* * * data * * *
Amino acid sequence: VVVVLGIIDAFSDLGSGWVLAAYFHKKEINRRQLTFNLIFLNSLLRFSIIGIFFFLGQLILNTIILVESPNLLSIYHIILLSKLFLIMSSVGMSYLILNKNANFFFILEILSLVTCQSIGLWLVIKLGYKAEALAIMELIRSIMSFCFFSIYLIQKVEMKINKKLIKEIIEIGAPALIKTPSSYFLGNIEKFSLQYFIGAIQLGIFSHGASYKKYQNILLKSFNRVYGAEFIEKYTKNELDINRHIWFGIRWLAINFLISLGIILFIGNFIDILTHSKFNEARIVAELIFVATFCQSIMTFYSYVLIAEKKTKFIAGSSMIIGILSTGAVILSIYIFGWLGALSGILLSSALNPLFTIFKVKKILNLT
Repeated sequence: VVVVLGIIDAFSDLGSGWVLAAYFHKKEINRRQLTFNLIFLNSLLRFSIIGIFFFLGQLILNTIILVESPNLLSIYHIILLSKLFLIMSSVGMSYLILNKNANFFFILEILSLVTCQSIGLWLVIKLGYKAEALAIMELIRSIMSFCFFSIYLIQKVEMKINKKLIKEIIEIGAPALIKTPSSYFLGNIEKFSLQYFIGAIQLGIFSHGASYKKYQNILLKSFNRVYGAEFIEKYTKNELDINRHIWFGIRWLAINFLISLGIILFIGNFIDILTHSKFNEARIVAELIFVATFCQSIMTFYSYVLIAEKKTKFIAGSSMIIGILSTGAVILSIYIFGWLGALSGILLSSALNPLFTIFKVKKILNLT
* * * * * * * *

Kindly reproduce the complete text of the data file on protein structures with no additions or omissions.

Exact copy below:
Amino acid sequence: VVVVLGIIDAFSDLGSGWVLAAYFHKKEINRRQLTFNLIFLNSLLRFSIIGIFFFLGQLILNTIILVESPNLLSIYHIILLSKLFLIMSSVGMSYLILNKNANFFFILEILSLVTCQSIGLWLVIKLGYKAEALAIMELIRSIMSFCFFSIYLIQKVEMKINKKLIKEIIEIGAPALIKTPSSYFLGNIEKFSLQYFIGAIQLGIFSHGASYKKYQNILLKSFNRVYGAEFIEKYTKNELDINRHIWFGIRWLAINFLISLGIILFIGNFIDILTHSKFNEARIVAELIFVATFCQSIMTFYSYVLIAEKKTKFIAGSSMIIGILSTGAVILSIYIFGWLGALSGILLSSALNPLFTIFKVKKILNLT
Repeated sequence: VVVVLGIIDAFSDLGSGWVLAAYFHKKEINRRQLTFNLIFLNSLLRFSIIGIFFFLGQLILNTIILVESPNLLSIYHIILLSKLFLIMSSVGMSYLILNKNANFFFILEILSLVTCQSIGLWLVIKLGYKAEALAIMELIRSIMSFCFFSIYLIQKVEMKINKKLIKEIIEIGAPALIKTPSSYFLGNIEKFSLQYFIGAIQLGIFSHGASYKKYQNILLKSFNRVYGAEFIEKYTKNELDINRHIWFGIRWLAINFLISLGIILFIGNFIDILTHSKFNEARIVAELIFVATFCQSIMTFYSYVLIAEKKTKFIAGSSMIIGILSTGAVILSIYIFGWLGALSGILLSSALNPLFTIFKVKKILNLT